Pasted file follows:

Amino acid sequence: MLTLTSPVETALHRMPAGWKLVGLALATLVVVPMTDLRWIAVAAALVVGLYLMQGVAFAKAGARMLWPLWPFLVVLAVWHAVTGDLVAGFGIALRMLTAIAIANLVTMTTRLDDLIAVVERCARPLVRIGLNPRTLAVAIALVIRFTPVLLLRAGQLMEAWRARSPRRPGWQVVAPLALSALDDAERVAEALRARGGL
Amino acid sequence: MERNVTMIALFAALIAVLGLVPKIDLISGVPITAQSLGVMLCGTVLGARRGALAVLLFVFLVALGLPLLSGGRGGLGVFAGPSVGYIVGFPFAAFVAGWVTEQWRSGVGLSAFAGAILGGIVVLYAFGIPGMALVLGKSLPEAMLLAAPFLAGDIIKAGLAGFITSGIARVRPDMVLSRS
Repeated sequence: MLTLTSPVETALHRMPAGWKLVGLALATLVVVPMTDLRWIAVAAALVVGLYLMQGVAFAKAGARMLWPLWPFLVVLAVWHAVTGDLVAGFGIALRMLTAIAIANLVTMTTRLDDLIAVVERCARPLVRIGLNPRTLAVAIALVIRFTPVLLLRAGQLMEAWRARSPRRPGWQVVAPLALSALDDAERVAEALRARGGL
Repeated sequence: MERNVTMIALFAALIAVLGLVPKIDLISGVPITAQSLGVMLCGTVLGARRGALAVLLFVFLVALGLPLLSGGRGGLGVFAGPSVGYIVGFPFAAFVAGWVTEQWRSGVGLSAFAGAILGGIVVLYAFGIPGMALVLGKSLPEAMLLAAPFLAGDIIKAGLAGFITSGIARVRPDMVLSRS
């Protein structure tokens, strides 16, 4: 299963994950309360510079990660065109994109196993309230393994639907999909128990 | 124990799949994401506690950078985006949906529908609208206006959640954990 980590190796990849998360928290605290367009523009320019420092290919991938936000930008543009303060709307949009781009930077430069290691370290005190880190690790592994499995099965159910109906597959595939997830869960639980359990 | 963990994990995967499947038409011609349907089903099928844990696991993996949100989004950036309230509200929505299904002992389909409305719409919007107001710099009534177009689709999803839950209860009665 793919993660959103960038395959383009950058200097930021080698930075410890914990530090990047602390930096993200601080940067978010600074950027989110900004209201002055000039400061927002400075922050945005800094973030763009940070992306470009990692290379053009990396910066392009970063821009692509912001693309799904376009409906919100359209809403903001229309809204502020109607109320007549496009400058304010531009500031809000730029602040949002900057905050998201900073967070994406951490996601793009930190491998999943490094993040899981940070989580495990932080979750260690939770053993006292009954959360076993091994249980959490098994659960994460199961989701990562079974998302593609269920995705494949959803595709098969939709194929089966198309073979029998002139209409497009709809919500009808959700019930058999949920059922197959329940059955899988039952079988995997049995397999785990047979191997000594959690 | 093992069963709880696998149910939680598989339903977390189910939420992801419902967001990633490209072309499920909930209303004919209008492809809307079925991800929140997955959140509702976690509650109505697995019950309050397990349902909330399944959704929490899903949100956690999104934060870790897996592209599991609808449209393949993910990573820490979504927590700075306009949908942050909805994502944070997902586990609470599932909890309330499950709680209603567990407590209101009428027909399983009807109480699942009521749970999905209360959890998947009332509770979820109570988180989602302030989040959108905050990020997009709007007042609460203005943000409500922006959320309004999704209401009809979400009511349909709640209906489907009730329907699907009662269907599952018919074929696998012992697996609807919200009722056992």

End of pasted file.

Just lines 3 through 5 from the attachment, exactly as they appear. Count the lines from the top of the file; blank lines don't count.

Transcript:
Repeated sequence: MLTLTSPVETALHRMPAGWKLVGLALATLVVVPMTDLRWIAVAAALVVGLYLMQGVAFAKAGARMLWPLWPFLVVLAVWHAVTGDLVAGFGIALRMLTAIAIANLVTMTTRLDDLIAVVERCARPLVRIGLNPRTLAVAIALVIRFTPVLLLRAGQLMEAWRARSPRRPGWQVVAPLALSALDDAERVAEALRARGGL
Repeated sequence: MERNVTMIALFAALIAVLGLVPKIDLISGVPITAQSLGVMLCGTVLGARRGALAVLLFVFLVALGLPLLSGGRGGLGVFAGPSVGYIVGFPFAAFVAGWVTEQWRSGVGLSAFAGAILGGIVVLYAFGIPGMALVLGKSLPEAMLLAAPFLAGDIIKAGLAGFITSGIARVRPDMVLSRS
């Protein structure tokens, strides 16, 4: 299963994950309360510079990660065109994109196993309230393994639907999909128990 | 124990799949994401506690950078985006949906529908609208206006959640954990 980590190796990849998360928290605290367009523009320019420092290919991938936000930008543009303060709307949009781009930077430069290691370290005190880190690790592994499995099965159910109906597959595939997830869960639980359990 | 963990994990995967499947038409011609349907089903099928844990696991993996949100989004950036309230509200929505299904002992389909409305719409919007107001710099009534177009689709999803839950209860009665 793919993660959103960038395959383009950058200097930021080698930075410890914990530090990047602390930096993200601080940067978010600074950027989110900004209201002055000039400061927002400075922050945005800094973030763009940070992306470009990692290379053009990396910066392009970063821009692509912001693309799904376009409906919100359209809403903001229309809204502020109607109320007549496009400058304010531009500031809000730029602040949002900057905050998201900073967070994406951490996601793009930190491998999943490094993040899981940070989580495990932080979750260690939770053993006292009954959360076993091994249980959490098994659960994460199961989701990562079974998302593609269920995705494949959803595709098969939709194929089966198309073979029998002139209409497009709809919500009808959700019930058999949920059922197959329940059955899988039952079988995997049995397999785990047979191997000594959690 | 093992069963709880696998149910939680598989339903977390189910939420992801419902967001990633490209072309499920909930209303004919209008492809809307079925991800929140997955959140509702976690509650109505697995019950309050397990349902909330399944959704929490899903949100956690999104934060870790897996592209599991609808449209393949993910990573820490979504927590700075306009949908942050909805994502944070997902586990609470599932909890309330499950709680209603567990407590209101009428027909399983009807109480699942009521749970999905209360959890998947009332509770979820109570988180989602302030989040959108905050990020997009709007007042609460203005943000409500922006959320309004999704209401009809979400009511349909709640209906489907009730329907699907009662269907599952018919074929696998012992697996609807919200009722056992």